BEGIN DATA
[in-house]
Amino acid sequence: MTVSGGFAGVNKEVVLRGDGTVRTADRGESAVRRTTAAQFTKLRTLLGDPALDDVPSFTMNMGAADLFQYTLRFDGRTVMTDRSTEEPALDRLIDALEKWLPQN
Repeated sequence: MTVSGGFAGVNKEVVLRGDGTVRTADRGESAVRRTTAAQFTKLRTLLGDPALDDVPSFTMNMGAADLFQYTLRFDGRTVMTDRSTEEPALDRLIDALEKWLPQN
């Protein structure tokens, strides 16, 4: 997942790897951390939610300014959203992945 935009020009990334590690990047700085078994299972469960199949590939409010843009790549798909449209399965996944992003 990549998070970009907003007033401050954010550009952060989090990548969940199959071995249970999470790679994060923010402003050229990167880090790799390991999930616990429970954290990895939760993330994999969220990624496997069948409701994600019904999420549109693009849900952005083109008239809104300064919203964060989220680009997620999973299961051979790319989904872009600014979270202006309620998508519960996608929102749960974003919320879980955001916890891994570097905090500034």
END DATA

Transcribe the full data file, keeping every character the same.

[in-house]
Amino acid sequence: MTVSGGFAGVNKEVVLRGDGTVRTADRGESAVRRTTAAQFTKLRTLLGDPALDDVPSFTMNMGAADLFQYTLRFDGRTVMTDRSTEEPALDRLIDALEKWLPQN
Repeated sequence: MTVSGGFAGVNKEVVLRGDGTVRTADRGESAVRRTTAAQFTKLRTLLGDPALDDVPSFTMNMGAADLFQYTLRFDGRTVMTDRSTEEPALDRLIDALEKWLPQN
């Protein structure tokens, strides 16, 4: 997942790897951390939610300014959203992945 935009020009990334590690990047700085078994299972469960199949590939409010843009790549798909449209399965996944992003 990549998070970009907003007033401050954010550009952060989090990548969940199959071995249970999470790679994060923010402003050229990167880090790799390991999930616990429970954290990895939760993330994999969220990624496997069948409701994600019904999420549109693009849900952005083109008239809104300064919203964060989220680009997620999973299961051979790319989904872009600014979270202006309620998508519960996608929102749960974003919320879980955001916890891994570097905090500034």